California’s water infrastructure policies are outdated and are not suitable for it’s growing population. The state currently has almost 40 million residents relying on water infrastructure that has not been expanded since the 1970’s, when it was meant to accommodate just 20 million people. By taking a different approach, California has the opportunity to greatly improve its water infrastructure and boost its economy.
Water Infrastructure and the Economy
Consistent investment into state infrastructure greatly contributes to that state’s economic growth. Compared to other states, California spent the lowest percentage of its budget on capital expenses in 2013 at just 3.3 percent. This shows the state’s failure to identify and fund projects that desperately need investments, like water infrastructure.
California’s choice to not adequately maintain its water infrastructure will drastically affect its economy in the long-run. For instance, the state will have trouble attracting businesses and residents if water storage and delivery systems are failing.
It is clear that California’s economy will suffer without infrastructure improvements but is it true that funding challenges have prevented earlier upgrades?
California’s Financing Issues
The American Society of Civil Engineers has estimated that California will need $266 billion to adequately improve and maintain its water infrastructure. Now, with major flooding throughout the state and the Oroville Dam on the verge of collapse, Governor Jerry Brown and state Democrats are complaining about a lack of water infrastructure funding.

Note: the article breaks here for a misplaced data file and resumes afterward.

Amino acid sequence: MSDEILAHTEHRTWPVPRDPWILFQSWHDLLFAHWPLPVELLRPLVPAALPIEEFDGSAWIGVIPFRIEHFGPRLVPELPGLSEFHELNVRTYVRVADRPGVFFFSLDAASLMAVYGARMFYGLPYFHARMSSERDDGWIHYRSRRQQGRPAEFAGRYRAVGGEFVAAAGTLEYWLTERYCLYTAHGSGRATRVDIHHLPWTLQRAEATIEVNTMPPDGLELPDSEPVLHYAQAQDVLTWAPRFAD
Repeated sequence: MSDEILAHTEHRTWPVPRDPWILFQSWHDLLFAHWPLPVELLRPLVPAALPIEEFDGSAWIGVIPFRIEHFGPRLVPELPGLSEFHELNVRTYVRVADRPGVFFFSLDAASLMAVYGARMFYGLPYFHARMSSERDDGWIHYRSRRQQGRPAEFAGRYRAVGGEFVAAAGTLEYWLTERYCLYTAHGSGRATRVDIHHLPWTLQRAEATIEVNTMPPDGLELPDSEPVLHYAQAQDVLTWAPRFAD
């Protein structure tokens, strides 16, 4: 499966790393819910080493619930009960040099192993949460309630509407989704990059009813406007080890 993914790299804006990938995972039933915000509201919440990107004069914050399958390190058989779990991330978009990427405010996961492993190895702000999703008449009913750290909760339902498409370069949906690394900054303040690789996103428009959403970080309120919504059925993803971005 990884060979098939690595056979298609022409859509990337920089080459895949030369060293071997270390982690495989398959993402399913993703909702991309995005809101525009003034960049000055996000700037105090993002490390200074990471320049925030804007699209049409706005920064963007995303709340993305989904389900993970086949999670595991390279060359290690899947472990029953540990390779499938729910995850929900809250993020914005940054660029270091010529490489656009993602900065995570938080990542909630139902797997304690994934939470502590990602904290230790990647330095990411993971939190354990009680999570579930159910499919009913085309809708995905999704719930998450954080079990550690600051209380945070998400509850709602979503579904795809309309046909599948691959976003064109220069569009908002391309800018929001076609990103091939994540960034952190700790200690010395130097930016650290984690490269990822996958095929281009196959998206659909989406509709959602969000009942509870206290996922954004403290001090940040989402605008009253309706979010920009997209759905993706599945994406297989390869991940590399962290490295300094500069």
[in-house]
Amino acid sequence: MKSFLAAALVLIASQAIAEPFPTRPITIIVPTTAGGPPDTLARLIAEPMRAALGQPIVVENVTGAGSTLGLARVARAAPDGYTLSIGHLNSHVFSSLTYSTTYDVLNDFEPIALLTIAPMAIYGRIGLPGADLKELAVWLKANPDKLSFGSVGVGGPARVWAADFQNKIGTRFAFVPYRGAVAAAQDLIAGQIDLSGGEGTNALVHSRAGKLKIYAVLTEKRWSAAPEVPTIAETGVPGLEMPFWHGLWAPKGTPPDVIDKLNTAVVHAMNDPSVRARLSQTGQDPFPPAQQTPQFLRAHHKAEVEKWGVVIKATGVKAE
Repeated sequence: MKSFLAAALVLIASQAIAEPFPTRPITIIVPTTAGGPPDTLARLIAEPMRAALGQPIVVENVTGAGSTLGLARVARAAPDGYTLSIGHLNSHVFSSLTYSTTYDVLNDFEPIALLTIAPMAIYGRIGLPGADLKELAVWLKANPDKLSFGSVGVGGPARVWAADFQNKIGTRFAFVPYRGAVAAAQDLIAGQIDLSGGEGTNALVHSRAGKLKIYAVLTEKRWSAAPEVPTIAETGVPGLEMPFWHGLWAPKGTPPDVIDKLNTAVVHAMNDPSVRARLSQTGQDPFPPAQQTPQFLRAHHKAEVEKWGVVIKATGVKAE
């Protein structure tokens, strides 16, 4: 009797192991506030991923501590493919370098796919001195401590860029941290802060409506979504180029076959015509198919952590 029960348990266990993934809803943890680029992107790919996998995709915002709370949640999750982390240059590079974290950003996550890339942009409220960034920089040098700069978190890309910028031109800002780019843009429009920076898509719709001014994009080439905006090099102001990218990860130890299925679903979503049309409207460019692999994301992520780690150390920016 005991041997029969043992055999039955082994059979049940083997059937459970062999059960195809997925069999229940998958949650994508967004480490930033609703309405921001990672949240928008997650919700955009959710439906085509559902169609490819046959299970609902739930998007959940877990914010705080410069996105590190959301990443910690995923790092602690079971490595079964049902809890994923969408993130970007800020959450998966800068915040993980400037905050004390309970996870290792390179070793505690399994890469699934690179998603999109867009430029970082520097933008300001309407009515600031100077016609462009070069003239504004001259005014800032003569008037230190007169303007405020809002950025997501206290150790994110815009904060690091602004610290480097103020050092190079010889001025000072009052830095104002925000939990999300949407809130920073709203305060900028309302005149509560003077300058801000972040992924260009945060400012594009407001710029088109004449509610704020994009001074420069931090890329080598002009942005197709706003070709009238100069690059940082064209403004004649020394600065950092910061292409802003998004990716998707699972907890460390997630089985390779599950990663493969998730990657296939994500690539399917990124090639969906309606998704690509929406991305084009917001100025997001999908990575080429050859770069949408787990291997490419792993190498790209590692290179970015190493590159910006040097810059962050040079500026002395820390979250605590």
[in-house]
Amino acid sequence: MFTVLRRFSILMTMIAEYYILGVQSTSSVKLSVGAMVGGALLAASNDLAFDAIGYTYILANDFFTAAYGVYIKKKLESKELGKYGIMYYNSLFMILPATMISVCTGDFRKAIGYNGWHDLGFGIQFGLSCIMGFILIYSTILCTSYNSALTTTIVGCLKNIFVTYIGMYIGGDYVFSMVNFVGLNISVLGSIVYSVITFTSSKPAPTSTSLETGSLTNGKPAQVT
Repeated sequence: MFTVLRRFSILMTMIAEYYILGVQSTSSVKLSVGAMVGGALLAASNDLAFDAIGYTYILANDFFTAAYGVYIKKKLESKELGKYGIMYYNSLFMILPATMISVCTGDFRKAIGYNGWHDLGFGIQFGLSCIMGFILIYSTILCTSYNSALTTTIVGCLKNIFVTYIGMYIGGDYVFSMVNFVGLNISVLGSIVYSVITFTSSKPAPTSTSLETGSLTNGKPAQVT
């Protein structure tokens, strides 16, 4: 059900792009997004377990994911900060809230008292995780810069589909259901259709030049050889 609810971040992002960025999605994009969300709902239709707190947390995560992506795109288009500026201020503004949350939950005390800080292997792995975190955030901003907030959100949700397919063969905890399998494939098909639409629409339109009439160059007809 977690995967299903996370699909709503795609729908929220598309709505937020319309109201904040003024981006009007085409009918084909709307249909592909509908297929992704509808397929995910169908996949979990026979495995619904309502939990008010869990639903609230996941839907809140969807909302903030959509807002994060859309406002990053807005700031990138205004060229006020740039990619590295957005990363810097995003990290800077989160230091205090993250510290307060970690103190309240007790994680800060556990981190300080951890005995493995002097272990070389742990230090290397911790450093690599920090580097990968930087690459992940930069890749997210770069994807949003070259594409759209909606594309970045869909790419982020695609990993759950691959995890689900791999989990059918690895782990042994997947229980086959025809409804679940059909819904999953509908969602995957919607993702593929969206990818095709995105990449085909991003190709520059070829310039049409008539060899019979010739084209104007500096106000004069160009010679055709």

Proposition 1, which was passed in 2014, was meant to help with California’s outdated infrastructure by investing $7.5 billion into the state’s water systems. The majority of the funds were supposed to go towards water storage projects yet over two years later, no investments have been made into this area.
Instead, most of the progress has gone towards water recycling and safe drinking water programs, both well-known pork projects. The Oroville Dam may fail, causing mass devastation to entire towns, which makes it increasingly frustrating that nothing has been done to support the dam when the funds were there all along.
Translated in Spanish, RINCON is literally the 'Inside Corner'. Our goal is to provide insight into the issues and areas we're working to ensure you have the best information to make important decisions.